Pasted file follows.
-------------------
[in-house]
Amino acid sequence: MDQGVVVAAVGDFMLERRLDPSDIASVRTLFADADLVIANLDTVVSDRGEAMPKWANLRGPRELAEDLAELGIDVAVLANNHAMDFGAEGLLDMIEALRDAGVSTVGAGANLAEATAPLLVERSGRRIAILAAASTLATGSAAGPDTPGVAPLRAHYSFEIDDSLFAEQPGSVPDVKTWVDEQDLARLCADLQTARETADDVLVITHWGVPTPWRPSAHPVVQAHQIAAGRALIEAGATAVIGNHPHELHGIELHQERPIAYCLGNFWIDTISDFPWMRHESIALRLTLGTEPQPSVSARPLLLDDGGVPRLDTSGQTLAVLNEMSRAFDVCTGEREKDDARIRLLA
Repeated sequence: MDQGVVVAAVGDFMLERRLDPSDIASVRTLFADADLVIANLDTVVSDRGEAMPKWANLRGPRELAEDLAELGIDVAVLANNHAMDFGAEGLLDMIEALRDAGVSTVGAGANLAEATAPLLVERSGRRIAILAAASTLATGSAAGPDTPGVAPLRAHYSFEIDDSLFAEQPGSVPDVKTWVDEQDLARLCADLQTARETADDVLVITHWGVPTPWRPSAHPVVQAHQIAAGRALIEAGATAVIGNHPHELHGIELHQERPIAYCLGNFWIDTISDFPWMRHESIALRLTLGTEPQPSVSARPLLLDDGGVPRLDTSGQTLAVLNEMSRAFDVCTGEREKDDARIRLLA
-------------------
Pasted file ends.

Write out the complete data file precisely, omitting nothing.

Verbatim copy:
[in-house]
Amino acid sequence: MDQGVVVAAVGDFMLERRLDPSDIASVRTLFADADLVIANLDTVVSDRGEAMPKWANLRGPRELAEDLAELGIDVAVLANNHAMDFGAEGLLDMIEALRDAGVSTVGAGANLAEATAPLLVERSGRRIAILAAASTLATGSAAGPDTPGVAPLRAHYSFEIDDSLFAEQPGSVPDVKTWVDEQDLARLCADLQTARETADDVLVITHWGVPTPWRPSAHPVVQAHQIAAGRALIEAGATAVIGNHPHELHGIELHQERPIAYCLGNFWIDTISDFPWMRHESIALRLTLGTEPQPSVSARPLLLDDGGVPRLDTSGQTLAVLNEMSRAFDVCTGEREKDDARIRLLA
Repeated sequence: MDQGVVVAAVGDFMLERRLDPSDIASVRTLFADADLVIANLDTVVSDRGEAMPKWANLRGPRELAEDLAELGIDVAVLANNHAMDFGAEGLLDMIEALRDAGVSTVGAGANLAEATAPLLVERSGRRIAILAAASTLATGSAAGPDTPGVAPLRAHYSFEIDDSLFAEQPGSVPDVKTWVDEQDLARLCADLQTARETADDVLVITHWGVPTPWRPSAHPVVQAHQIAAGRALIEAGATAVIGNHPHELHGIELHQERPIAYCLGNFWIDTISDFPWMRHESIALRLTLGTEPQPSVSARPLLLDDGGVPRLDTSGQTLAVLNEMSRAFDVCTGEREKDDARIRLLA